In a continuing effort to clarify certain Texas Margins Tax issues, the Texas Comptroller of Public Accounts (Comptroller) issued Tax Policy News in July 2010, which provides additional guidance on the Texas Margins Tax costs of goods sold computation; apportionment; and margin tax recovery fees. Texas statutes and regulations do not provide significant guidance on how these provisions should be applied. 

Regarding the costs of goods sold deduction, the Comptroller clarified that this deduction may only be taken by taxpayers that produce “goods,” i.e., real property, tangible personal property, and specifically enumerated services related to video and radio programming. To the extent a taxpayer sells “mixed transactions”—transactions containing elements of both a “good” and a service—the taxpayer may only subtract as costs of goods sold those costs “in relation to” the good. However, a taxpayer may nonetheless deduct as costs of goods sold up to 4% of its back-office (“indirect or administrative overhead”) costs allocable to “the acquisition or production of goods.”

For apportionment purposes, the Comptroller also indicated that taxpayers must use the single-sales factor formula specified in Texas Tax Code § 171.105 when apportioning gross receipts for margin tax purposes.  Although Texas has adopted the Multistate Tax Compact (see Texas Tax Code § 141.001), the Comptroller stated that Texas will not permit taxpayers to elect the Compact’s three-factor apportionment formula in lieu of the single-sales factor formula. Though the Tax Policy News letter states no basis for this conclusion, the statement is likely based on the Comptroller’s position that the Texas Margins Tax is not an income tax.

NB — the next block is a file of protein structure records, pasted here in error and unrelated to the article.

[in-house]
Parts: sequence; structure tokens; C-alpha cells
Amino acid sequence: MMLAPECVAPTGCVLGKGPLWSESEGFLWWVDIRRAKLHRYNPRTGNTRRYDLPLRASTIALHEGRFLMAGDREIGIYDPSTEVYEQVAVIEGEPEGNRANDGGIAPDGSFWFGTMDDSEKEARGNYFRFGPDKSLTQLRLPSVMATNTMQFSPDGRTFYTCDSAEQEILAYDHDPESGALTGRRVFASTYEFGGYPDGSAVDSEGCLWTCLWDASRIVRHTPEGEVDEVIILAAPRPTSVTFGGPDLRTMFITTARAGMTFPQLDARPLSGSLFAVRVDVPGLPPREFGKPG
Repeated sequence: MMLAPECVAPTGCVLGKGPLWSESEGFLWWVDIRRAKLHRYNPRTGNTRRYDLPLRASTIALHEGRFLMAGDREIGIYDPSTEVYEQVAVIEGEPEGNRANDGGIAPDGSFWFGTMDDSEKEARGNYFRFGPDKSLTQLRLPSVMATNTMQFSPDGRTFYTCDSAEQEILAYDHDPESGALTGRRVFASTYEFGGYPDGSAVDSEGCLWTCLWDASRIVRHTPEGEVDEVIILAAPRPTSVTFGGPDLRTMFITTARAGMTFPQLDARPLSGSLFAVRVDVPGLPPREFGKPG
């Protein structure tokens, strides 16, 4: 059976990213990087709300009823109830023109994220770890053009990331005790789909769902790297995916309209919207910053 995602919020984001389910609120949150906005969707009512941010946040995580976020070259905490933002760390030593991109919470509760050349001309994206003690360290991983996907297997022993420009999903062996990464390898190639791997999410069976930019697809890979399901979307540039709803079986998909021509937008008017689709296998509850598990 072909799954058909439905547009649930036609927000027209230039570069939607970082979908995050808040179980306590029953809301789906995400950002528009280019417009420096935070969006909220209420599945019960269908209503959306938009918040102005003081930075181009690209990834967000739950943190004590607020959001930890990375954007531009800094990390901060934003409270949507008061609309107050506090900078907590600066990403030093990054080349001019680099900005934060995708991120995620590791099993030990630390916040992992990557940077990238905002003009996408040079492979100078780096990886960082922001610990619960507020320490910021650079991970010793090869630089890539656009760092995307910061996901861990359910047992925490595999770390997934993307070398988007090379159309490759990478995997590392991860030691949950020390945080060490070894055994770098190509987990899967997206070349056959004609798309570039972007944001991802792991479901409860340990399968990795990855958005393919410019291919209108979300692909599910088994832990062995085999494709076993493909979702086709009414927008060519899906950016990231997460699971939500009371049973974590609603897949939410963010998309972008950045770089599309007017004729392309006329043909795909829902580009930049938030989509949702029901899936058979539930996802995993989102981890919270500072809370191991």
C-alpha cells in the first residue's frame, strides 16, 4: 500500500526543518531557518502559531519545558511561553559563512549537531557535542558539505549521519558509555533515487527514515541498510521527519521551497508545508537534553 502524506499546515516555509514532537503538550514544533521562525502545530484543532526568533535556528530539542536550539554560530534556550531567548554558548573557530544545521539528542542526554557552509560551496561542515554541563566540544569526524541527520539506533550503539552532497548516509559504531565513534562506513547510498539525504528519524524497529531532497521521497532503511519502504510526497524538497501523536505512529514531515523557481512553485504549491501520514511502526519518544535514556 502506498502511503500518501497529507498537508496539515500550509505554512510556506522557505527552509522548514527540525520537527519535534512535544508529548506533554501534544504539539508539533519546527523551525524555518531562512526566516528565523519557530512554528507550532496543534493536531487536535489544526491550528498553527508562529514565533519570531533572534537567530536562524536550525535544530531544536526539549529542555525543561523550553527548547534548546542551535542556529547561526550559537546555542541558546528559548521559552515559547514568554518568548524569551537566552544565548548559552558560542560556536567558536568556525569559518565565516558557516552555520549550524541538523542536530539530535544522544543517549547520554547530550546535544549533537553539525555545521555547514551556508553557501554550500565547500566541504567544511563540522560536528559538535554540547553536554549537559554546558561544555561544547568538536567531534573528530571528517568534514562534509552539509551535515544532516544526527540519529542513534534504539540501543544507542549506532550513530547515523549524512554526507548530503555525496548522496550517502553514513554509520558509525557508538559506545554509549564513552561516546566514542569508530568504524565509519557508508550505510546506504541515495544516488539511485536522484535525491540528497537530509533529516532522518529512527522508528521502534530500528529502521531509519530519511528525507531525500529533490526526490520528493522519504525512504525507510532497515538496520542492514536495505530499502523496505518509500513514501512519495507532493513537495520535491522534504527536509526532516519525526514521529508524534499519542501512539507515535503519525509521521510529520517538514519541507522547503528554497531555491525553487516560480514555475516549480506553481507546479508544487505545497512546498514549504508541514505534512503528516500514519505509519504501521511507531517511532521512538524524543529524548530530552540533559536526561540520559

Lastly, the Comptroller stated that a taxpayer may choose to charge customers a separately stated fee as a way to recover its margins tax cost. Texas Comptroller of Public Accounts, STAR Doc. No. 201008847L (Aug. 6, 2010). The Comptroller determined that a “recovery fee” is permissible if the taxpayer:

  1. Explains to its customers that the charge is to recoup money paid by the company for margins tax imposed on the taxpayer; 
  2. Does not represent the charge as a tax imposed directly on the customer; 
  3. Ensures the line-item for the recovery charge does not appear in the “government fees and taxes” (or similar section) of the customer’s bill, invoice or contract; and 
  4. Discloses that the recovery charge is not a tax the company is required to collect from its customers by law. 

If these factors are not met, then the taxpayer must remit any charges it collects from the customer to the state.  The taxpayer may not describe the fee charged as a  “reimbursement,” “fee,” or “tax.”  Finally, of note, any so-called “recovery fee” will be part of the total “sales price” of a taxable item sold by the company.  As such, the recovery fee will be subject to sales tax in the same manner as the item sold.